“A creek only has to be 2- or 3-feet wide, and the baitfish will run up in the creeks as the water rises, but when the tide switches and starts falling, the flounder will move out of the deep water, turn around and watch those areas,” Hedrick said. “Flounder aren’t gonna go up in the creeks and hunt for bait; they’re not shaped to do it, and they have to expend too much energy for too little food.”

Thomas (336-240-5649) said he is often extremely surprised at how little water a flounder needs for a feeding station, and exactly how small a marsh ditch can be and still attract attention from a hungry flatfish.

“It’s amazing how small they can be,” he said. “You don’t have to have a ditch 20-feet wide. In fact I think creeks that big tend to get fished out. But on a full-moon low tide, I’ve been blown away at how shallow they’ll be. They’ll sit outside just a little ‘dent’ in the marsh — a place not even big enough to call a ditch.”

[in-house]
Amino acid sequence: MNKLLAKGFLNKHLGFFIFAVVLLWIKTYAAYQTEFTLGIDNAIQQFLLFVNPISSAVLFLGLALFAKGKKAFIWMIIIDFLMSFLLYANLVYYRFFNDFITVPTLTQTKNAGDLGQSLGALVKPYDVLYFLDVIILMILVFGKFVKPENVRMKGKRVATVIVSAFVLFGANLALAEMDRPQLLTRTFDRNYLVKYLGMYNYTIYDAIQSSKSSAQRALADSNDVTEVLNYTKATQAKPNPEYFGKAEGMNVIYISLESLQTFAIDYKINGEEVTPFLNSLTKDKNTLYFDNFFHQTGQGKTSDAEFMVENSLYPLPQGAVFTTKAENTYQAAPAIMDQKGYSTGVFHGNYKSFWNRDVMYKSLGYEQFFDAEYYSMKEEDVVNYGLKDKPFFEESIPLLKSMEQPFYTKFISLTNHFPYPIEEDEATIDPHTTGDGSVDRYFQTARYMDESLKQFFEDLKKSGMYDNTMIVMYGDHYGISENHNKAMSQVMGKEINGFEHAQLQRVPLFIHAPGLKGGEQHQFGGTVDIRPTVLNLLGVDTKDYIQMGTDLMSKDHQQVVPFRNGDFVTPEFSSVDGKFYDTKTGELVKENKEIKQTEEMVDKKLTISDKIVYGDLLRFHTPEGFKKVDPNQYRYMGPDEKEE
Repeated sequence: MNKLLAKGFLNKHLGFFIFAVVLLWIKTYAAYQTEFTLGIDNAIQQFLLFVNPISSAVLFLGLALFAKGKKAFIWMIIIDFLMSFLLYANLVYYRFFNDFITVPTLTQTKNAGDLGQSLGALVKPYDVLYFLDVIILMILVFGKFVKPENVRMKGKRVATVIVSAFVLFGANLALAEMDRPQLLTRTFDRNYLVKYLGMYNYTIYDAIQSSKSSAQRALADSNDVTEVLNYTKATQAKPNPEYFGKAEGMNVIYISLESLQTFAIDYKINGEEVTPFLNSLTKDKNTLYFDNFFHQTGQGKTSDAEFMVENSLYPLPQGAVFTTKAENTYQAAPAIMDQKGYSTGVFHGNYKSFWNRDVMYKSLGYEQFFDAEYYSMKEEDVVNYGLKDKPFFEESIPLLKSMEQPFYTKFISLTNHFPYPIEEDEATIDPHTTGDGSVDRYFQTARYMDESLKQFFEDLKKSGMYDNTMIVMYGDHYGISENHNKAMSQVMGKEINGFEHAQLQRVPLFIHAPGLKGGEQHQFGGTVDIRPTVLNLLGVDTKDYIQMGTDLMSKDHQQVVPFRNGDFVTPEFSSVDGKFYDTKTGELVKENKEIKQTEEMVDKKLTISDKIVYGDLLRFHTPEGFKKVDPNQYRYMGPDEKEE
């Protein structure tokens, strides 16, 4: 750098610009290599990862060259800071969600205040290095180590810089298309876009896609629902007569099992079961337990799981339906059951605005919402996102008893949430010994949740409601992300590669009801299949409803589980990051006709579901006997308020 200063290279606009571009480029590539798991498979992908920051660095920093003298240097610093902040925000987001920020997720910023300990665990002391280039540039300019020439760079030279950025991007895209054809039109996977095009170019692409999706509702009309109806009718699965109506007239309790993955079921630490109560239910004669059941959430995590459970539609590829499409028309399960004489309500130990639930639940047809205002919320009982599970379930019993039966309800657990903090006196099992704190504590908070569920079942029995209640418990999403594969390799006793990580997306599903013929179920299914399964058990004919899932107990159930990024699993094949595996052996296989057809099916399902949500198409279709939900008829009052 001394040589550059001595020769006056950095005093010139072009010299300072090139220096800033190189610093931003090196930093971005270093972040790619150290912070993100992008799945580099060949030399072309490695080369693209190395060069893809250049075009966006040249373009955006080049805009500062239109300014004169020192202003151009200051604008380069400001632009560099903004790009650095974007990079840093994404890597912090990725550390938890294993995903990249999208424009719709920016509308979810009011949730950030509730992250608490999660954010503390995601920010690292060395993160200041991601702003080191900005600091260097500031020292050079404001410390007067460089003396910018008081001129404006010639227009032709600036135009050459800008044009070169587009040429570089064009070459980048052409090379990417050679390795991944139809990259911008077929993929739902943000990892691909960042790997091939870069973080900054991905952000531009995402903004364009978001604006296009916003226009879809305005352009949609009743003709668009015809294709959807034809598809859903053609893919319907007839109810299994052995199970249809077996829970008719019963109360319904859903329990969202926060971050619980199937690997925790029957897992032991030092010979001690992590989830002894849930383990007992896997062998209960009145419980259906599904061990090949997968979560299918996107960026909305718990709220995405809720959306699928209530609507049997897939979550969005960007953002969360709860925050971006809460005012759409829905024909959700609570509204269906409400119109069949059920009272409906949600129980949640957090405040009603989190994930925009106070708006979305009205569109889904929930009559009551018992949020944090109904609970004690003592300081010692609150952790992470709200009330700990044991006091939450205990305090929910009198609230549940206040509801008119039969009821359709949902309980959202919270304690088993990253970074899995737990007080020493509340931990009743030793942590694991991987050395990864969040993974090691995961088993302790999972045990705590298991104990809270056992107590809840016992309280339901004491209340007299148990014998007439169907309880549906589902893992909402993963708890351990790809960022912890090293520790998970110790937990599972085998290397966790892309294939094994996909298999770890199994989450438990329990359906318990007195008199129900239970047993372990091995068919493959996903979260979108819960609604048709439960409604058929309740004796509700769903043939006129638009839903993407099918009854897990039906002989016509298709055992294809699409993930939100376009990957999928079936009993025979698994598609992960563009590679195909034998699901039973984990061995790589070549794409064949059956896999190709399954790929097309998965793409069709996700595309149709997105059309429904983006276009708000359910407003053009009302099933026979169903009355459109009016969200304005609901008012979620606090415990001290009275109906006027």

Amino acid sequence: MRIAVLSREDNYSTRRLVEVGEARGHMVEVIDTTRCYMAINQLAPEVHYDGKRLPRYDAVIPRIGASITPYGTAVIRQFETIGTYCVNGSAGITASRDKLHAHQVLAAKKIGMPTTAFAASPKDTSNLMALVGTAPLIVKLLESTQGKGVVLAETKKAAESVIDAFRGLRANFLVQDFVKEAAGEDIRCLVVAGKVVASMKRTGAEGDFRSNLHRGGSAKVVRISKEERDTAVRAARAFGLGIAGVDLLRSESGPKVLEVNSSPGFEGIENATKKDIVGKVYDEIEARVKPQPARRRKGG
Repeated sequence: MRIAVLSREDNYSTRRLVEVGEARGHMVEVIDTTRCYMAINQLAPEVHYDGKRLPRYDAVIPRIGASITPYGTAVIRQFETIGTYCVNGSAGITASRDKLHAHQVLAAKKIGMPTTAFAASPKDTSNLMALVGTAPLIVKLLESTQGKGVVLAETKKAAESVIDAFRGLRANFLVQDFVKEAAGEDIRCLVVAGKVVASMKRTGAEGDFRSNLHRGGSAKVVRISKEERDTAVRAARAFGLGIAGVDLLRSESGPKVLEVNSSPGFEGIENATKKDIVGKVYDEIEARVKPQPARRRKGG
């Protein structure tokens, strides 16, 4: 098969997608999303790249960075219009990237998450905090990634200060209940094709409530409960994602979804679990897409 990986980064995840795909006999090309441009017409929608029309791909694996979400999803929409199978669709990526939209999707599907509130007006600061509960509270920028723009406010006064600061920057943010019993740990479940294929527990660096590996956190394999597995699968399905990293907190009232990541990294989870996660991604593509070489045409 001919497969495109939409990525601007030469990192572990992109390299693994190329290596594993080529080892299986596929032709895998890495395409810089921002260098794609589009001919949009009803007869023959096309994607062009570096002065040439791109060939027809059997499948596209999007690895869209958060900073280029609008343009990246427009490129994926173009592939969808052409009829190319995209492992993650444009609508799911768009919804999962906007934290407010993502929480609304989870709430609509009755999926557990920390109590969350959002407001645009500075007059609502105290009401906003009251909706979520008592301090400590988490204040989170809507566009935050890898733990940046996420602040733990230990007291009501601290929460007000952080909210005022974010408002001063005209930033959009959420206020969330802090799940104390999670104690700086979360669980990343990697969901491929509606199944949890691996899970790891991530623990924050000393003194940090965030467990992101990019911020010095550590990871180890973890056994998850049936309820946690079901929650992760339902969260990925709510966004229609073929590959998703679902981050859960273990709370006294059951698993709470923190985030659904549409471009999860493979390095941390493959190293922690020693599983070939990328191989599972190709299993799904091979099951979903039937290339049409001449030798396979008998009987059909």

Techniques and tactics are fairly simple. You figure out how to best put a live bait or lure in front of a flounder’s nose and keep it there long enough to get him interested.

“I’ll fish two ways, depending on whether or not my fishermen can handle a rod and reel,” Hedrick said. “I love to fish (soft-plastic) grubs around those creek mouths in June when I get fishermen who are pretty good.

“I probably catch more flounder on grubs than I do on bait — it’s all in the presentation. You make a cast, let the grub sink real easy, just drag it along the bottom, and what happens is, flounder get all torn up about it. When they hit a grub, they don’t crew on it — they bite good and hard.”

Hedrick uses a 7-foot medium-action spinning outfit spooled with 10- to 17-pound monofilament — the latter a concession to the oyster rocks that cover the edge of the marshes in Winyah Bay. He ties on a quarter-ounce leadhead jig and threads on a 3-inch curlytail Haw River grub. His favorite colors are Christmas tree (red/green with a chartreuse tail), red with a chartreuse tail, gray glitter with a chartreuse tail and gray glitter.